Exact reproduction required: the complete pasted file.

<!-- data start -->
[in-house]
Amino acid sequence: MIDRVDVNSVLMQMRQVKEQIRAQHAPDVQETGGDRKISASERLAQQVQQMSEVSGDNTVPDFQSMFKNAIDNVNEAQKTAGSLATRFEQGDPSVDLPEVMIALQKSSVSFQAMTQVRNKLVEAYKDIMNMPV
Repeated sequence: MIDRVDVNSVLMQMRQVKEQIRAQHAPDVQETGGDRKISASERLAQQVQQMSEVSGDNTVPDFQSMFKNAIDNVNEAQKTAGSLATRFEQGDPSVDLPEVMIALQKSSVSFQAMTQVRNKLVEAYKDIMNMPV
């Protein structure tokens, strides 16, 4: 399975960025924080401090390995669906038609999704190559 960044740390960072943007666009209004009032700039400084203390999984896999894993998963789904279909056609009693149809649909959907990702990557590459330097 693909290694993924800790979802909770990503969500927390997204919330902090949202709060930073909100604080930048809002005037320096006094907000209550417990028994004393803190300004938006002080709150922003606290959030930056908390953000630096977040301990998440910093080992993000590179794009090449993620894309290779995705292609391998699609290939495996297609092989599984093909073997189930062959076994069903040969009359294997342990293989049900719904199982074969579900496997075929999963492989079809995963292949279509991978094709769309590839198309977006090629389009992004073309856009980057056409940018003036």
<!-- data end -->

[in-house]
Amino acid sequence: MIDRVDVNSVLMQMRQVKEQIRAQHAPDVQETGGDRKISASERLAQQVQQMSEVSGDNTVPDFQSMFKNAIDNVNEAQKTAGSLATRFEQGDPSVDLPEVMIALQKSSVSFQAMTQVRNKLVEAYKDIMNMPV
Repeated sequence: MIDRVDVNSVLMQMRQVKEQIRAQHAPDVQETGGDRKISASERLAQQVQQMSEVSGDNTVPDFQSMFKNAIDNVNEAQKTAGSLATRFEQGDPSVDLPEVMIALQKSSVSFQAMTQVRNKLVEAYKDIMNMPV
């Protein structure tokens, strides 16, 4: 399975960025924080401090390995669906038609999704190559 960044740390960072943007666009209004009032700039400084203390999984896999894993998963789904279909056609009693149809649909959907990702990557590459330097 693909290694993924800790979802909770990503969500927390997204919330902090949202709060930073909100604080930048809002005037320096006094907000209550417990028994004393803190300004938006002080709150922003606290959030930056908390953000630096977040301990998440910093080992993000590179794009090449993620894309290779995705292609391998699609290939495996297609092989599984093909073997189930062959076994069903040969009359294997342990293989049900719904199982074969579900496997075929999963492989079809995963292949279509991978094709769309590839198309977006090629389009992004073309856009980057056409940018003036």